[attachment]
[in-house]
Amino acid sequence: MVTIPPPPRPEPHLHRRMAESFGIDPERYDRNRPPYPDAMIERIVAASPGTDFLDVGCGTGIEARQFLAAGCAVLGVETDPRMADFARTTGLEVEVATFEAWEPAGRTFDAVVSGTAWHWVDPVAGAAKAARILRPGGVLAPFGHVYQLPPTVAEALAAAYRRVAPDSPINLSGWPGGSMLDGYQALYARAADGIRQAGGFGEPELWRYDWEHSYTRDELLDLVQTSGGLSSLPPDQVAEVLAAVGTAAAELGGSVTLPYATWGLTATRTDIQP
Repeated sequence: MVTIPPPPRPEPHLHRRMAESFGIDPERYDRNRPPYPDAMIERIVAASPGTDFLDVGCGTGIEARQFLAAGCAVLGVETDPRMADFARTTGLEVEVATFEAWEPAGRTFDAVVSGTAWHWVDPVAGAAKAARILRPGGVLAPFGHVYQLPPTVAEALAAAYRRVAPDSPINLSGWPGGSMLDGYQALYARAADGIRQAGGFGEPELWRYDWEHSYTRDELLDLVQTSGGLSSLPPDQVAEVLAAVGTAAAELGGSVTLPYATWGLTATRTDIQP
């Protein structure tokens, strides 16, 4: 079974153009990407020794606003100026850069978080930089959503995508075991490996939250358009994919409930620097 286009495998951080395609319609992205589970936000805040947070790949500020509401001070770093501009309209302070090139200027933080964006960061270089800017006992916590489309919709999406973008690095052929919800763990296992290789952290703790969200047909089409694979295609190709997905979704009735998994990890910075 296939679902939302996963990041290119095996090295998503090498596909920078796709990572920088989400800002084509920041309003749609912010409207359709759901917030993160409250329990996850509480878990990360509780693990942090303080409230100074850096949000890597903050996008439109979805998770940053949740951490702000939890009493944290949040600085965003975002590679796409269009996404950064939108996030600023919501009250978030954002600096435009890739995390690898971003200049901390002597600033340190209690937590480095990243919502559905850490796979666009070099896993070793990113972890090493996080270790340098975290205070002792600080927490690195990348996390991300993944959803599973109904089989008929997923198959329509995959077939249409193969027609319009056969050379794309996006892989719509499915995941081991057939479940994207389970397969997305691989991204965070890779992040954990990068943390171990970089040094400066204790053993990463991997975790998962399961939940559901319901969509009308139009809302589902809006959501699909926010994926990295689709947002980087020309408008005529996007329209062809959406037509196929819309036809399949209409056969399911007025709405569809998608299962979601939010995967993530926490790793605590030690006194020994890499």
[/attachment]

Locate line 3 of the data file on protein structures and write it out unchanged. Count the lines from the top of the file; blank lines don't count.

Repeated sequence: MVTIPPPPRPEPHLHRRMAESFGIDPERYDRNRPPYPDAMIERIVAASPGTDFLDVGCGTGIEARQFLAAGCAVLGVETDPRMADFARTTGLEVEVATFEAWEPAGRTFDAVVSGTAWHWVDPVAGAAKAARILRPGGVLAPFGHVYQLPPTVAEALAAAYRRVAPDSPINLSGWPGGSMLDGYQALYARAADGIRQAGGFGEPELWRYDWEHSYTRDELLDLVQTSGGLSSLPPDQVAEVLAAVGTAAAELGGSVTLPYATWGLTATRTDIQP